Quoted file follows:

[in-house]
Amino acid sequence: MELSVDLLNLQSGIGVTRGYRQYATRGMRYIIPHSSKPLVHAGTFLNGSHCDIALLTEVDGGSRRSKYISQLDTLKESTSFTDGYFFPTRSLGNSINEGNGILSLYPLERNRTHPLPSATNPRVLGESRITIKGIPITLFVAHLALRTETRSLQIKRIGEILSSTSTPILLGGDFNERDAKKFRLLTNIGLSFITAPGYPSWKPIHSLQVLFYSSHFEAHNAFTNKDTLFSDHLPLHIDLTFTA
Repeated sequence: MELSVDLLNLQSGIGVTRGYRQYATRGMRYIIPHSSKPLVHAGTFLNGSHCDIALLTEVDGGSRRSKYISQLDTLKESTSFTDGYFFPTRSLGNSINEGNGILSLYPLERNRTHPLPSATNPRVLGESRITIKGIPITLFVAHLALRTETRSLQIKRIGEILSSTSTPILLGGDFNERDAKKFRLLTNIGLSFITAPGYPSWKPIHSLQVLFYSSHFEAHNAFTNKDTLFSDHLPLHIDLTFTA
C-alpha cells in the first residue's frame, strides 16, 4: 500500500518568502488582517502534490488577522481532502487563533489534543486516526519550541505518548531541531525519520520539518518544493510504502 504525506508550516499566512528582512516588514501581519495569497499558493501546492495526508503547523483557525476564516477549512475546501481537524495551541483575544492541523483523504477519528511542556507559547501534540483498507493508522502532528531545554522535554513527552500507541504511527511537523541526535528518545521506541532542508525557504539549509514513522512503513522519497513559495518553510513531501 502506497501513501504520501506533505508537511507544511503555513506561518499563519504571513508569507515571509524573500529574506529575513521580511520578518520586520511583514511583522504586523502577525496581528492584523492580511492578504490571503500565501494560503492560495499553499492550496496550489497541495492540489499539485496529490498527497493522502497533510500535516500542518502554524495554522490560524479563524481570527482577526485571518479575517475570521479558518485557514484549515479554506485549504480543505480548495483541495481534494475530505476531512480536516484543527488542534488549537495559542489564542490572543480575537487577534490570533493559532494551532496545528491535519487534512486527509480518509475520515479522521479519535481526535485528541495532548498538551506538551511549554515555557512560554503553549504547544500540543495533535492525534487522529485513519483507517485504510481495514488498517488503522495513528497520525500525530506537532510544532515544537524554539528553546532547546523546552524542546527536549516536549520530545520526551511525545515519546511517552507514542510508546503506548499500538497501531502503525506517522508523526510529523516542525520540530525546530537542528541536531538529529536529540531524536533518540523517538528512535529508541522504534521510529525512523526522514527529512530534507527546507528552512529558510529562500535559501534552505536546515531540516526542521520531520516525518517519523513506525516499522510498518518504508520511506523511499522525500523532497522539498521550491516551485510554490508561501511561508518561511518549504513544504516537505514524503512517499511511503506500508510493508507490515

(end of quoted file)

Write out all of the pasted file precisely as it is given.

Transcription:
[in-house]
Amino acid sequence: MELSVDLLNLQSGIGVTRGYRQYATRGMRYIIPHSSKPLVHAGTFLNGSHCDIALLTEVDGGSRRSKYISQLDTLKESTSFTDGYFFPTRSLGNSINEGNGILSLYPLERNRTHPLPSATNPRVLGESRITIKGIPITLFVAHLALRTETRSLQIKRIGEILSSTSTPILLGGDFNERDAKKFRLLTNIGLSFITAPGYPSWKPIHSLQVLFYSSHFEAHNAFTNKDTLFSDHLPLHIDLTFTA
Repeated sequence: MELSVDLLNLQSGIGVTRGYRQYATRGMRYIIPHSSKPLVHAGTFLNGSHCDIALLTEVDGGSRRSKYISQLDTLKESTSFTDGYFFPTRSLGNSINEGNGILSLYPLERNRTHPLPSATNPRVLGESRITIKGIPITLFVAHLALRTETRSLQIKRIGEILSSTSTPILLGGDFNERDAKKFRLLTNIGLSFITAPGYPSWKPIHSLQVLFYSSHFEAHNAFTNKDTLFSDHLPLHIDLTFTA
C-alpha cells in the first residue's frame, strides 16, 4: 500500500518568502488582517502534490488577522481532502487563533489534543486516526519550541505518548531541531525519520520539518518544493510504502 504525506508550516499566512528582512516588514501581519495569497499558493501546492495526508503547523483557525476564516477549512475546501481537524495551541483575544492541523483523504477519528511542556507559547501534540483498507493508522502532528531545554522535554513527552500507541504511527511537523541526535528518545521506541532542508525557504539549509514513522512503513522519497513559495518553510513531501 502506497501513501504520501506533505508537511507544511503555513506561518499563519504571513508569507515571509524573500529574506529575513521580511520578518520586520511583514511583522504586523502577525496581528492584523492580511492578504490571503500565501494560503492560495499553499492550496496550489497541495492540489499539485496529490498527497493522502497533510500535516500542518502554524495554522490560524479563524481570527482577526485571518479575517475570521479558518485557514484549515479554506485549504480543505480548495483541495481534494475530505476531512480536516484543527488542534488549537495559542489564542490572543480575537487577534490570533493559532494551532496545528491535519487534512486527509480518509475520515479522521479519535481526535485528541495532548498538551506538551511549554515555557512560554503553549504547544500540543495533535492525534487522529485513519483507517485504510481495514488498517488503522495513528497520525500525530506537532510544532515544537524554539528553546532547546523546552524542546527536549516536549520530545520526551511525545515519546511517552507514542510508546503506548499500538497501531502503525506517522508523526510529523516542525520540530525546530537542528541536531538529529536529540531524536533518540523517538528512535529508541522504534521510529525512523526522514527529512530534507527546507528552512529558510529562500535559501534552505536546515531540516526542521520531520516525518517519523513506525516499522510498518518504508520511506523511499522525500523532497522539498521550491516551485510554490508561501511561508518561511518549504513544504516537505514524503512517499511511503506500508510493508507490515